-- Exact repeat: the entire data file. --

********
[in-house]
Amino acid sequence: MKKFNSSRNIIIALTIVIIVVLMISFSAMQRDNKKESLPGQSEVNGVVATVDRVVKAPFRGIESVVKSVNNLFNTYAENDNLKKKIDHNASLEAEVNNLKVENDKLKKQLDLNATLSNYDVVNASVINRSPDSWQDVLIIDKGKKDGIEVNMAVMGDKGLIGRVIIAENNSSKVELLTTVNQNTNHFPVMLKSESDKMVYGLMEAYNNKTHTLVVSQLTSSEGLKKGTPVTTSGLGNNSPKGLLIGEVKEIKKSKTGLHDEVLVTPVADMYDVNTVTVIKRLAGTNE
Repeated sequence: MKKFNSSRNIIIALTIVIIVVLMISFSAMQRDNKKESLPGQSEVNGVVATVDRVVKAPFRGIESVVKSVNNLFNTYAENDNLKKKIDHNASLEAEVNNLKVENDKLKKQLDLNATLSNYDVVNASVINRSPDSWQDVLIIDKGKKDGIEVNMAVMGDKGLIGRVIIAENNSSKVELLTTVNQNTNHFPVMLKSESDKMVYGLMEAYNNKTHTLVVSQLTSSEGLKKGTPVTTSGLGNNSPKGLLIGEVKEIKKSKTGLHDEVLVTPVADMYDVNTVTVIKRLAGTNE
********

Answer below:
[in-house]
Amino acid sequence: MKKFNSSRNIIIALTIVIIVVLMISFSAMQRDNKKESLPGQSEVNGVVATVDRVVKAPFRGIESVVKSVNNLFNTYAENDNLKKKIDHNASLEAEVNNLKVENDKLKKQLDLNATLSNYDVVNASVINRSPDSWQDVLIIDKGKKDGIEVNMAVMGDKGLIGRVIIAENNSSKVELLTTVNQNTNHFPVMLKSESDKMVYGLMEAYNNKTHTLVVSQLTSSEGLKKGTPVTTSGLGNNSPKGLLIGEVKEIKKSKTGLHDEVLVTPVADMYDVNTVTVIKRLAGTNE
Repeated sequence: MKKFNSSRNIIIALTIVIIVVLMISFSAMQRDNKKESLPGQSEVNGVVATVDRVVKAPFRGIESVVKSVNNLFNTYAENDNLKKKIDHNASLEAEVNNLKVENDKLKKQLDLNATLSNYDVVNASVINRSPDSWQDVLIIDKGKKDGIEVNMAVMGDKGLIGRVIIAENNSSKVELLTTVNQNTNHFPVMLKSESDKMVYGLMEAYNNKTHTLVVSQLTSSEGLKKGTPVTTSGLGNNSPKGLLIGEVKEIKKSKTGLHDEVLVTPVADMYDVNTVTVIKRLAGTNE